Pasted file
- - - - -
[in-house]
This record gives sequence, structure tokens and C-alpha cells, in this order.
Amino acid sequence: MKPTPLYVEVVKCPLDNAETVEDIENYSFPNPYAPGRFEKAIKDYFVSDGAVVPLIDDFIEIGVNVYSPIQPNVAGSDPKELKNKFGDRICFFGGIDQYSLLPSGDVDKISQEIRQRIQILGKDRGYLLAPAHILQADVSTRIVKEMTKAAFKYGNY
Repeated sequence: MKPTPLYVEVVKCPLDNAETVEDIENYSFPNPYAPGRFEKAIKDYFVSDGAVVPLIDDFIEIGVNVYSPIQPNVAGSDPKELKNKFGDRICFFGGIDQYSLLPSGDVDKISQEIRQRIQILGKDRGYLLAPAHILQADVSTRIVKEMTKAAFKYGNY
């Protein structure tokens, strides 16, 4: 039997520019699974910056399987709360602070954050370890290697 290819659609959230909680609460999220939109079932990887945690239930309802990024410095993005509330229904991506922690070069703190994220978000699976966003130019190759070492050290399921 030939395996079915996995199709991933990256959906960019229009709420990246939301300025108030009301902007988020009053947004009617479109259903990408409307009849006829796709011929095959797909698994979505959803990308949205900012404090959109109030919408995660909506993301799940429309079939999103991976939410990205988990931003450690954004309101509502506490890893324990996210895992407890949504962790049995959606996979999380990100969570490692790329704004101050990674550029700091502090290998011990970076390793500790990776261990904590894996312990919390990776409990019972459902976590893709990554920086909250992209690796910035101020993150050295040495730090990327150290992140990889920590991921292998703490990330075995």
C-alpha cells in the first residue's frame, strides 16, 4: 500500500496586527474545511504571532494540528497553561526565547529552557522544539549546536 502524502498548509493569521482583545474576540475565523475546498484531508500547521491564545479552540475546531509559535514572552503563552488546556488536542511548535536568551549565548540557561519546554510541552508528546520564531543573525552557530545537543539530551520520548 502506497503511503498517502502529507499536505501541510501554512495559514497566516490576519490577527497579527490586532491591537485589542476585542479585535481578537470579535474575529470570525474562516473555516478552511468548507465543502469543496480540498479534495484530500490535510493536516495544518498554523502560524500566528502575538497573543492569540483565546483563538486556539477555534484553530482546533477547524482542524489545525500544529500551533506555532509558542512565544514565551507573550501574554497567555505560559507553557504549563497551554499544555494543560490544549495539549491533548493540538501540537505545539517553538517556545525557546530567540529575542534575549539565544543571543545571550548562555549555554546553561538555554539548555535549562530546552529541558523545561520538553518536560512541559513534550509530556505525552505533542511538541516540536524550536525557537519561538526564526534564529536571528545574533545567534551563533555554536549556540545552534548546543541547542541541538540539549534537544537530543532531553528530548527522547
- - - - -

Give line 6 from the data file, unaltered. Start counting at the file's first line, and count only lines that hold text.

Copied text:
C-alpha cells in the first residue's frame, strides 16, 4: 500500500496586527474545511504571532494540528497553561526565547529552557522544539549546536 502524502498548509493569521482583545474576540475565523475546498484531508500547521491564545479552540475546531509559535514572552503563552488546556488536542511548535536568551549565548540557561519546554510541552508528546520564531543573525552557530545537543539530551520520548 502506497503511503498517502502529507499536505501541510501554512495559514497566516490576519490577527497579527490586532491591537485589542476585542479585535481578537470579535474575529470570525474562516473555516478552511468548507465543502469543496480540498479534495484530500490535510493536516495544518498554523502560524500566528502575538497573543492569540483565546483563538486556539477555534484553530482546533477547524482542524489545525500544529500551533506555532509558542512565544514565551507573550501574554497567555505560559507553557504549563497551554499544555494543560490544549495539549491533548493540538501540537505545539517553538517556545525557546530567540529575542534575549539565544543571543545571550548562555549555554546553561538555554539548555535549562530546552529541558523545561520538553518536560512541559513534550509530556505525552505533542511538541516540536524550536525557537519561538526564526534564529536571528545574533545567534551563533555554536549556540545552534548546543541547542541541538540539549534537544537530543532531553528530548527522547